I'm not sure I said "how odd" enough times in there.
I think cutting and rebinding looks like more finishing work, which is the part of knitting I really object to, so I don't think I'll be doing that ...
I've never quite been able to bring myself to do steeking. There are some really good explanations on the WendyKnits blog though, like this one .
The fake fairisle yarns are indeed, as you put it, odd. I can't understand how both socks look the same unless you knit them simultaneously....
For me, it's not that they wouldn't look the same, so much as, well, don't you have to be knitting exactly the size they expect, or it all goes out of whack?
I do feel tempted to buy those yarns and make something completely different with them, just to see how messed up it looks.
I'm using a multi-coloured yarn at the moment, and enjoying the effect.
Oh, yes, another question:
Is there an easy way to tell how much "stretch" a yarn has? I have worked out that "rope" means "no stretch". Does "tape" also mean "no stretch"?
I know, go and feel the yarn is the best option, but there seems to be a wider range of yarn online.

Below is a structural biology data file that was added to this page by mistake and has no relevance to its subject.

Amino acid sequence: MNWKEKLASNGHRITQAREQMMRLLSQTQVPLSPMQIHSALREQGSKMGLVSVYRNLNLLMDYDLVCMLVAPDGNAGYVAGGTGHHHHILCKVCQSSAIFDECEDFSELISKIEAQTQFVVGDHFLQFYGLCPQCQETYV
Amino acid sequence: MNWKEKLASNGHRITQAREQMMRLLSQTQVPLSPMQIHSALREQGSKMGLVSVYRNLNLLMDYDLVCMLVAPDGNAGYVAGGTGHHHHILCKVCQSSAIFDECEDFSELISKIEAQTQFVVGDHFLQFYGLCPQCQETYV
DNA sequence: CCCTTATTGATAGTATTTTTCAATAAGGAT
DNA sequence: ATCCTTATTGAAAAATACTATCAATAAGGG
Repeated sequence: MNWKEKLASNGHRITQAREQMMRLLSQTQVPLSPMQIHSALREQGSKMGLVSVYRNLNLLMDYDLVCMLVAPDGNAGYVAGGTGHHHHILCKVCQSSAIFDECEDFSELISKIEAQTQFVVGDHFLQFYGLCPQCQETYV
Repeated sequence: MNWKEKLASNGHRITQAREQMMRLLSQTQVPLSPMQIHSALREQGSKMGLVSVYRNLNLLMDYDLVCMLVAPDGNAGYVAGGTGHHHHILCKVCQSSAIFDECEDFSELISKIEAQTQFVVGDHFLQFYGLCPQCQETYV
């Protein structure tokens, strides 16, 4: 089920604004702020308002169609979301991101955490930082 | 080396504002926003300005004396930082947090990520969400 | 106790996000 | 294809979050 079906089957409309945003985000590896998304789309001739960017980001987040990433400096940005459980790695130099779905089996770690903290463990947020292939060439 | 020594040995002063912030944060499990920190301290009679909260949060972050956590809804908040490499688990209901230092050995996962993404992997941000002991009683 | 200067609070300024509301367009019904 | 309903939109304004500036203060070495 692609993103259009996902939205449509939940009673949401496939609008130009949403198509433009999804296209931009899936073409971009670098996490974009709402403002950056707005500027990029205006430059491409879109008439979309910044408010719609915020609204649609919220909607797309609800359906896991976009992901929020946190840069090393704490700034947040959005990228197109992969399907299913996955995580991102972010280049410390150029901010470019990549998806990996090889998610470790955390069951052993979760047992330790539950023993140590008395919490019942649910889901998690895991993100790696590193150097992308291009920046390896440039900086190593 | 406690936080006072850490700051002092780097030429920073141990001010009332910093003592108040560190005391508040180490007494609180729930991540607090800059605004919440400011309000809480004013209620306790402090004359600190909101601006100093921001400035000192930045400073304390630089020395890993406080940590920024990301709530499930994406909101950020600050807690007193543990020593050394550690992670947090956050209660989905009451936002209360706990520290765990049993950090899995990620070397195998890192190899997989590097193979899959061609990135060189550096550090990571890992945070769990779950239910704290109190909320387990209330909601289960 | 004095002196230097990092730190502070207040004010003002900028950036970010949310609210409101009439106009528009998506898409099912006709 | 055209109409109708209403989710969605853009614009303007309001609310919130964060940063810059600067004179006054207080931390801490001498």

I find my tension problems are much worse if the yarn has no stretch, which is probably normal.
Ermm, no idea. You do ask the hardest questions. I find that anything cotton has less give than wool, but it depends on what else it's mixed with really. I don't honestly think there will be any substitute for feeling it in a shop. I'm knitting with some Jaeger Shetland Aran at the moment, which is just heavenly (contains alpaca). I'm doing another () Rogue with it.
tamum, that looks really pretty.
I did spend a while in John Lewis feeling yarn, and came away knowing something I already know - plain wool is itchy, merino is fine. (Ok, I learned that I like cashmerino and various other cashmere blends, shocker.)
I really wish there were some real-life shops that sold Koigu. You can buy it online, but with these variegated colours it is so much nicer to see them in the flesh!
Oh, is Koigu that Japanese hand-dyed stuff? I saw some in John Lewis, very pretty.
I might try buying random things off ebay, now that I know what I want. Well, actually, I've just placed an £85 order with angelyarns.com, so maybe I'll have enough yarn for a bit
I think that's Noro that you would have seen in JL. Koigu is Canadian, I think, much finer than Noro. It's here . I'm sure you'll be fine with Angel but I had real problems when I ordered buttons from them. Keep on their case if there are any delays!
Ah, well, I'll have to check it out when I'm next in Canada.
I ended up needing to use angelyarns because I wanted a few more skeins of the merino I'm using to make the blanket, and not many people had the right colour/type. (It's a multi-colour yarn, and I'm using two balls at a time, so I hope if it's a different dye batch, it won't be obvious on the blanket.)
Oh, and also, I emailed them a question at 7pm or something, and they answered at 8pm.